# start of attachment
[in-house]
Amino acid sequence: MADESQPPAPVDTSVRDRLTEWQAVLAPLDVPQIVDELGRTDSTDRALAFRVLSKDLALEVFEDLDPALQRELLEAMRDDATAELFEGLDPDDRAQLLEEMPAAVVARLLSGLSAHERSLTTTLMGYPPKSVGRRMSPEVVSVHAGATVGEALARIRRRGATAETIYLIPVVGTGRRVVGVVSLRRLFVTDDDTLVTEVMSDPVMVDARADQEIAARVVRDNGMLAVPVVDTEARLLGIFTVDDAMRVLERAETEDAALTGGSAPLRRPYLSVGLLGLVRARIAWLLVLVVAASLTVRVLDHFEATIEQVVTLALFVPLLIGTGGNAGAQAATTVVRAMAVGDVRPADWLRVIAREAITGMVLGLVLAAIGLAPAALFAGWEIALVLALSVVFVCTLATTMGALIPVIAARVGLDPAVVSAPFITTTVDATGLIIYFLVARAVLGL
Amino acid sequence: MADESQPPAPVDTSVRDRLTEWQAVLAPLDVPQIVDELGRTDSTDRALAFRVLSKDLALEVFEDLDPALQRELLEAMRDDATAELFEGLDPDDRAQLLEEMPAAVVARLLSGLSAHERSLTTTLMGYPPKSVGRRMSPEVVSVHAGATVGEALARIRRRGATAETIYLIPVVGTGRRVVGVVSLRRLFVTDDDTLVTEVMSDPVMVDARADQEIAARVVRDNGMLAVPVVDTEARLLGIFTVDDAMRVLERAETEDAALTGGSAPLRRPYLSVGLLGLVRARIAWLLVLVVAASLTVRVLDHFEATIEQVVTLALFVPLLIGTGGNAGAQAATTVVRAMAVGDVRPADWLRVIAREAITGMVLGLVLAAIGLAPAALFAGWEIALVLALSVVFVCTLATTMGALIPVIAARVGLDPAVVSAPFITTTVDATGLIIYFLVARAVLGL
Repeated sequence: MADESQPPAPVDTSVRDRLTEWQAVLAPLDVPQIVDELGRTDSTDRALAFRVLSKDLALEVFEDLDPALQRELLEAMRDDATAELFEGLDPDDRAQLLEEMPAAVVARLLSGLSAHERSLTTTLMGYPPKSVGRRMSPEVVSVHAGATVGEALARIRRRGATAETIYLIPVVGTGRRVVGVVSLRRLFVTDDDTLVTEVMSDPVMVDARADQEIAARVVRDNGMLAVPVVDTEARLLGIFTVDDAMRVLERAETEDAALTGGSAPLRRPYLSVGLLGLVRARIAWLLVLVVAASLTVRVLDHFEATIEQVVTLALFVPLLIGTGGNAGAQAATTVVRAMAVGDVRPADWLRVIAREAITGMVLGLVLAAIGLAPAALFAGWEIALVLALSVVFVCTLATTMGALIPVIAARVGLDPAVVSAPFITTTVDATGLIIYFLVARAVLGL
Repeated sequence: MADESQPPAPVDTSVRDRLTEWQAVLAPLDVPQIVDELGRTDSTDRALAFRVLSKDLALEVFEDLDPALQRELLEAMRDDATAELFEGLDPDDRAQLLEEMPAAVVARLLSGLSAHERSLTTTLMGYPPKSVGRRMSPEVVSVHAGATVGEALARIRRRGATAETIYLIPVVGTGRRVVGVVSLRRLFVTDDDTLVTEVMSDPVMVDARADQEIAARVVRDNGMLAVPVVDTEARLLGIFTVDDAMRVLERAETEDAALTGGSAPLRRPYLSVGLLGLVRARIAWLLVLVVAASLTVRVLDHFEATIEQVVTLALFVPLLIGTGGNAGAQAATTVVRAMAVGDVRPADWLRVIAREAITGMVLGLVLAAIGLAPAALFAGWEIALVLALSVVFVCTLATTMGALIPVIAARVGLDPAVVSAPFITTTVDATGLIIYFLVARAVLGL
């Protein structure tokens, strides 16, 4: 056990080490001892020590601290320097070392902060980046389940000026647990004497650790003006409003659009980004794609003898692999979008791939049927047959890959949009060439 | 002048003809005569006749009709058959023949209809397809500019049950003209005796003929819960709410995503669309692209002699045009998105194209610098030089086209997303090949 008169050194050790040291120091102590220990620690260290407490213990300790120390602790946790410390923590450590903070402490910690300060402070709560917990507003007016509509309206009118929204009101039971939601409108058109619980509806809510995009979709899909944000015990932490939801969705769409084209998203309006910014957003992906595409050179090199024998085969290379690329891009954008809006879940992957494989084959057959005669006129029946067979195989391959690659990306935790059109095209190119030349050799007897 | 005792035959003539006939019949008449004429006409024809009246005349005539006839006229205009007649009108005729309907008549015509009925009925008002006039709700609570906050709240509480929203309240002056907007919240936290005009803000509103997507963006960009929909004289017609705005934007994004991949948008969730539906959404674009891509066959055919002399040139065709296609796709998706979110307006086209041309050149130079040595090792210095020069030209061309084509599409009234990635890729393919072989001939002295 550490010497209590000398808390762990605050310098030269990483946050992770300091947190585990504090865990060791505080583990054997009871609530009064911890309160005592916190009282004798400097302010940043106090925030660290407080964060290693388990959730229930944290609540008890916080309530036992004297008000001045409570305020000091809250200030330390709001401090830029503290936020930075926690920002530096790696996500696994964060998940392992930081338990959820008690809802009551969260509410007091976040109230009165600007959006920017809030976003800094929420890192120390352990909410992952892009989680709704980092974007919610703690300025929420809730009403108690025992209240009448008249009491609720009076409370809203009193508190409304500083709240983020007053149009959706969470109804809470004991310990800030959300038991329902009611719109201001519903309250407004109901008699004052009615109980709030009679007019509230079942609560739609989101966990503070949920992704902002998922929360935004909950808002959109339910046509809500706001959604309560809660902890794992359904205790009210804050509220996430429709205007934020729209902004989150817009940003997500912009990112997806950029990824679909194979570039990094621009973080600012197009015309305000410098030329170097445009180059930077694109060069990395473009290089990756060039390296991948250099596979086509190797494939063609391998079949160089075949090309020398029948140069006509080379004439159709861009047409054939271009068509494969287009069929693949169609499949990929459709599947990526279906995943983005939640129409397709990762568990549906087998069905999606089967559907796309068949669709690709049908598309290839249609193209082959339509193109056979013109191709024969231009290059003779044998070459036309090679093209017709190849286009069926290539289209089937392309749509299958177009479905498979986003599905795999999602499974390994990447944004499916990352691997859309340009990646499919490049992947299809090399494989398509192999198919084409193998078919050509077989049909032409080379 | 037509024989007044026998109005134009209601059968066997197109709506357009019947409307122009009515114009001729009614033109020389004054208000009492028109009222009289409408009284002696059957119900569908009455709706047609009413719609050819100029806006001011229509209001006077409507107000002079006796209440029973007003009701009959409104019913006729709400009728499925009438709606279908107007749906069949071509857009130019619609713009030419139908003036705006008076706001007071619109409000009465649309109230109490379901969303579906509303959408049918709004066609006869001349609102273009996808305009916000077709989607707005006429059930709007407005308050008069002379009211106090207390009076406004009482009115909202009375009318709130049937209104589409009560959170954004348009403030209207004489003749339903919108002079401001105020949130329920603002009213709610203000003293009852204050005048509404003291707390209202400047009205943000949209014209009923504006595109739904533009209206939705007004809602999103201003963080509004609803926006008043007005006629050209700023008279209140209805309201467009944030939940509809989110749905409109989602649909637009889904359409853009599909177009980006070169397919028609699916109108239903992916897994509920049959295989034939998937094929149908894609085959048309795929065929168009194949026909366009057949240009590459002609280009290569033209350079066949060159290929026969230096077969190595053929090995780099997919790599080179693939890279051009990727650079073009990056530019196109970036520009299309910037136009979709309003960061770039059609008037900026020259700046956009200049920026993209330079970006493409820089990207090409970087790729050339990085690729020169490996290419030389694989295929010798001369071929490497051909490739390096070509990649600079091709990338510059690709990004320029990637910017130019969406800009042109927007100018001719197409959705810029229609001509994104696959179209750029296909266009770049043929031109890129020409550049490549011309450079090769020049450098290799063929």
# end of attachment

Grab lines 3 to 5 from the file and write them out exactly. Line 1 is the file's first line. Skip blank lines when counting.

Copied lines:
Amino acid sequence: MADESQPPAPVDTSVRDRLTEWQAVLAPLDVPQIVDELGRTDSTDRALAFRVLSKDLALEVFEDLDPALQRELLEAMRDDATAELFEGLDPDDRAQLLEEMPAAVVARLLSGLSAHERSLTTTLMGYPPKSVGRRMSPEVVSVHAGATVGEALARIRRRGATAETIYLIPVVGTGRRVVGVVSLRRLFVTDDDTLVTEVMSDPVMVDARADQEIAARVVRDNGMLAVPVVDTEARLLGIFTVDDAMRVLERAETEDAALTGGSAPLRRPYLSVGLLGLVRARIAWLLVLVVAASLTVRVLDHFEATIEQVVTLALFVPLLIGTGGNAGAQAATTVVRAMAVGDVRPADWLRVIAREAITGMVLGLVLAAIGLAPAALFAGWEIALVLALSVVFVCTLATTMGALIPVIAARVGLDPAVVSAPFITTTVDATGLIIYFLVARAVLGL
Repeated sequence: MADESQPPAPVDTSVRDRLTEWQAVLAPLDVPQIVDELGRTDSTDRALAFRVLSKDLALEVFEDLDPALQRELLEAMRDDATAELFEGLDPDDRAQLLEEMPAAVVARLLSGLSAHERSLTTTLMGYPPKSVGRRMSPEVVSVHAGATVGEALARIRRRGATAETIYLIPVVGTGRRVVGVVSLRRLFVTDDDTLVTEVMSDPVMVDARADQEIAARVVRDNGMLAVPVVDTEARLLGIFTVDDAMRVLERAETEDAALTGGSAPLRRPYLSVGLLGLVRARIAWLLVLVVAASLTVRVLDHFEATIEQVVTLALFVPLLIGTGGNAGAQAATTVVRAMAVGDVRPADWLRVIAREAITGMVLGLVLAAIGLAPAALFAGWEIALVLALSVVFVCTLATTMGALIPVIAARVGLDPAVVSAPFITTTVDATGLIIYFLVARAVLGL
Repeated sequence: MADESQPPAPVDTSVRDRLTEWQAVLAPLDVPQIVDELGRTDSTDRALAFRVLSKDLALEVFEDLDPALQRELLEAMRDDATAELFEGLDPDDRAQLLEEMPAAVVARLLSGLSAHERSLTTTLMGYPPKSVGRRMSPEVVSVHAGATVGEALARIRRRGATAETIYLIPVVGTGRRVVGVVSLRRLFVTDDDTLVTEVMSDPVMVDARADQEIAARVVRDNGMLAVPVVDTEARLLGIFTVDDAMRVLERAETEDAALTGGSAPLRRPYLSVGLLGLVRARIAWLLVLVVAASLTVRVLDHFEATIEQVVTLALFVPLLIGTGGNAGAQAATTVVRAMAVGDVRPADWLRVIAREAITGMVLGLVLAAIGLAPAALFAGWEIALVLALSVVFVCTLATTMGALIPVIAARVGLDPAVVSAPFITTTVDATGLIIYFLVARAVLGL